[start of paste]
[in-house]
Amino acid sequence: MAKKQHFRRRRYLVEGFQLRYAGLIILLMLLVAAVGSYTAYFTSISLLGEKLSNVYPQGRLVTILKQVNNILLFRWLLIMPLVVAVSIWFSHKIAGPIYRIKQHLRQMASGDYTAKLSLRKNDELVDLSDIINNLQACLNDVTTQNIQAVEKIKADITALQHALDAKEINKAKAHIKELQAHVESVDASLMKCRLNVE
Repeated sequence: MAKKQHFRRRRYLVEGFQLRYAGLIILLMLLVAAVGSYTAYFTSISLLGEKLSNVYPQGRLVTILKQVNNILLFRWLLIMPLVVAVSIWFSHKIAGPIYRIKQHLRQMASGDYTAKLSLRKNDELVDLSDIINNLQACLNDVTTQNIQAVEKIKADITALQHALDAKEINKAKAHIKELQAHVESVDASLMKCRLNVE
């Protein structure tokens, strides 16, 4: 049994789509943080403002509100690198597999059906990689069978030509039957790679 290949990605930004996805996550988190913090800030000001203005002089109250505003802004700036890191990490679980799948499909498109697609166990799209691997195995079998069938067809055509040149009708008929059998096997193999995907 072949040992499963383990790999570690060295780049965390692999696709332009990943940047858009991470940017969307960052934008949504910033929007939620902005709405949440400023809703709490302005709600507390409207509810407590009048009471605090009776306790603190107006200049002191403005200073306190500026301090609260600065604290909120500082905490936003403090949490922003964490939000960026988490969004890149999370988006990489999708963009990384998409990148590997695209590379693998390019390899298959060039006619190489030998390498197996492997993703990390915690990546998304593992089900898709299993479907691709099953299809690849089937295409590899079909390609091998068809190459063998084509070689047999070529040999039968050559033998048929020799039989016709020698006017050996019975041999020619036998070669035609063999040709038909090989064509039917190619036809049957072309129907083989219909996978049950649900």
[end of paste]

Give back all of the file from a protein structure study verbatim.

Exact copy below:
[in-house]
Amino acid sequence: MAKKQHFRRRRYLVEGFQLRYAGLIILLMLLVAAVGSYTAYFTSISLLGEKLSNVYPQGRLVTILKQVNNILLFRWLLIMPLVVAVSIWFSHKIAGPIYRIKQHLRQMASGDYTAKLSLRKNDELVDLSDIINNLQACLNDVTTQNIQAVEKIKADITALQHALDAKEINKAKAHIKELQAHVESVDASLMKCRLNVE
Repeated sequence: MAKKQHFRRRRYLVEGFQLRYAGLIILLMLLVAAVGSYTAYFTSISLLGEKLSNVYPQGRLVTILKQVNNILLFRWLLIMPLVVAVSIWFSHKIAGPIYRIKQHLRQMASGDYTAKLSLRKNDELVDLSDIINNLQACLNDVTTQNIQAVEKIKADITALQHALDAKEINKAKAHIKELQAHVESVDASLMKCRLNVE
């Protein structure tokens, strides 16, 4: 049994789509943080403002509100690198597999059906990689069978030509039957790679 290949990605930004996805996550988190913090800030000001203005002089109250505003802004700036890191990490679980799948499909498109697609166990799209691997195995079998069938067809055509040149009708008929059998096997193999995907 072949040992499963383990790999570690060295780049965390692999696709332009990943940047858009991470940017969307960052934008949504910033929007939620902005709405949440400023809703709490302005709600507390409207509810407590009048009471605090009776306790603190107006200049002191403005200073306190500026301090609260600065604290909120500082905490936003403090949490922003964490939000960026988490969004890149999370988006990489999708963009990384998409990148590997695209590379693998390019390899298959060039006619190489030998390498197996492997993703990390915690990546998304593992089900898709299993479907691709099953299809690849089937295409590899079909390609091998068809190459063998084509070689047999070529040999039968050559033998048929020799039989016709020698006017050996019975041999020619036998070669035609063999040709038909090989064509039917190619036809049957072309129907083989219909996978049950649900």